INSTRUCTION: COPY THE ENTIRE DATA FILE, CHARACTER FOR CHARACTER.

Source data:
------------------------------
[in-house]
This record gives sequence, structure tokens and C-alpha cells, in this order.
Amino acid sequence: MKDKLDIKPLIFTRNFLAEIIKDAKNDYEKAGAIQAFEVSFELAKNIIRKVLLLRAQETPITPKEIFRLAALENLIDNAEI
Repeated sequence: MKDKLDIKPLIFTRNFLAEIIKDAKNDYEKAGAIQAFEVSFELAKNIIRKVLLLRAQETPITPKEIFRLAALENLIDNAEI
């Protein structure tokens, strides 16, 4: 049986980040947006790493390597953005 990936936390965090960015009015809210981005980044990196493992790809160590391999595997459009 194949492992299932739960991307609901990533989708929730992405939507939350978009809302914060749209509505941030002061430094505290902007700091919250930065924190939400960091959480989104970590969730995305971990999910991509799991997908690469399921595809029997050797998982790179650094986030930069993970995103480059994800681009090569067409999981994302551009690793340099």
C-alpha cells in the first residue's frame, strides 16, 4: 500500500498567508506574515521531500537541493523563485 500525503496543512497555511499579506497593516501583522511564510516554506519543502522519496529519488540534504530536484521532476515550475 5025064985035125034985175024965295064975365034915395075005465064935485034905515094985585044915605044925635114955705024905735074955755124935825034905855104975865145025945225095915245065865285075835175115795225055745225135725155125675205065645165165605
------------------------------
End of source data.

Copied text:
[in-house]
This record gives sequence, structure tokens and C-alpha cells, in this order.
Amino acid sequence: MKDKLDIKPLIFTRNFLAEIIKDAKNDYEKAGAIQAFEVSFELAKNIIRKVLLLRAQETPITPKEIFRLAALENLIDNAEI
Repeated sequence: MKDKLDIKPLIFTRNFLAEIIKDAKNDYEKAGAIQAFEVSFELAKNIIRKVLLLRAQETPITPKEIFRLAALENLIDNAEI
């Protein structure tokens, strides 16, 4: 049986980040947006790493390597953005 990936936390965090960015009015809210981005980044990196493992790809160590391999595997459009 194949492992299932739960991307609901990533989708929730992405939507939350978009809302914060749209509505941030002061430094505290902007700091919250930065924190939400960091959480989104970590969730995305971990999910991509799991997908690469399921595809029997050797998982790179650094986030930069993970995103480059994800681009090569067409999981994302551009690793340099």
C-alpha cells in the first residue's frame, strides 16, 4: 500500500498567508506574515521531500537541493523563485 500525503496543512497555511499579506497593516501583522511564510516554506519543502522519496529519488540534504530536484521532476515550475 5025064985035125034985175024965295064975365034915395075005465064935485034905515094985585044915605044925635114955705024905735074955755124935825034905855104975865145025945225095915245065865285075835175115795225055745225135725155125675205065645165165605